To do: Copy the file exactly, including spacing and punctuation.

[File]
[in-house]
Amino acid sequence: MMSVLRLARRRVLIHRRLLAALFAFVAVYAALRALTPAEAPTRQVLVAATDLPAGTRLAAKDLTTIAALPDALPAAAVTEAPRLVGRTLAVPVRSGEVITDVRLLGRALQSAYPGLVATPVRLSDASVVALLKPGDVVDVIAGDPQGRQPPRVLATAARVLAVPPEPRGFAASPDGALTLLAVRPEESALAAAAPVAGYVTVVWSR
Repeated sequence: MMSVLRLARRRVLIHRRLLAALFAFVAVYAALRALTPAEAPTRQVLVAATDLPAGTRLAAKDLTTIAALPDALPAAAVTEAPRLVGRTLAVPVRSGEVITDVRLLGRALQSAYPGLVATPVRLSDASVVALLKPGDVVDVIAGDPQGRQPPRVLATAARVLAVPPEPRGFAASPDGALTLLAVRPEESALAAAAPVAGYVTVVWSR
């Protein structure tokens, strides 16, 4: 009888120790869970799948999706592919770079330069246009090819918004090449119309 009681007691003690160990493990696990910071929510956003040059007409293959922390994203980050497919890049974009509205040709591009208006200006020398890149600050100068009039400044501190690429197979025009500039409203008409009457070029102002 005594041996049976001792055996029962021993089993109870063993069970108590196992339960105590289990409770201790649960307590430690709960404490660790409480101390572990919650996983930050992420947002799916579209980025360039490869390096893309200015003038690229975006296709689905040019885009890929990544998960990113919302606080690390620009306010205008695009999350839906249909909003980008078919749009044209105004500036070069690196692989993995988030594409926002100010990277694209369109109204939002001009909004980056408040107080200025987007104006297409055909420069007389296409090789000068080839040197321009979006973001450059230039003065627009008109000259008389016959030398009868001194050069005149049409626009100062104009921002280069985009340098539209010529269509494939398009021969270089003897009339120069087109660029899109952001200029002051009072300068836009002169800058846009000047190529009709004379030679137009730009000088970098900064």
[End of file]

[in-house]
Amino acid sequence: MMSVLRLARRRVLIHRRLLAALFAFVAVYAALRALTPAEAPTRQVLVAATDLPAGTRLAAKDLTTIAALPDALPAAAVTEAPRLVGRTLAVPVRSGEVITDVRLLGRALQSAYPGLVATPVRLSDASVVALLKPGDVVDVIAGDPQGRQPPRVLATAARVLAVPPEPRGFAASPDGALTLLAVRPEESALAAAAPVAGYVTVVWSR
Repeated sequence: MMSVLRLARRRVLIHRRLLAALFAFVAVYAALRALTPAEAPTRQVLVAATDLPAGTRLAAKDLTTIAALPDALPAAAVTEAPRLVGRTLAVPVRSGEVITDVRLLGRALQSAYPGLVATPVRLSDASVVALLKPGDVVDVIAGDPQGRQPPRVLATAARVLAVPPEPRGFAASPDGALTLLAVRPEESALAAAAPVAGYVTVVWSR
């Protein structure tokens, strides 16, 4: 009888120790869970799948999706592919770079330069246009090819918004090449119309 009681007691003690160990493990696990910071929510956003040059007409293959922390994203980050497919890049974009509205040709591009208006200006020398890149600050100068009039400044501190690429197979025009500039409203008409009457070029102002 005594041996049976001792055996029962021993089993109870063993069970108590196992339960105590289990409770201790649960307590430690709960404490660790409480101390572990919650996983930050992420947002799916579209980025360039490869390096893309200015003038690229975006296709689905040019885009890929990544998960990113919302606080690390620009306010205008695009999350839906249909909003980008078919749009044209105004500036070069690196692989993995988030594409926002100010990277694209369109109204939002001009909004980056408040107080200025987007104006297409055909420069007389296409090789000068080839040197321009979006973001450059230039003065627009008109000259008389016959030398009868001194050069005149049409626009100062104009921002280069985009340098539209010529269509494939398009021969270089003897009339120069087109660029899109952001200029002051009072300068836009002169800058846009000047190529009709004379030679137009730009000088970098900064």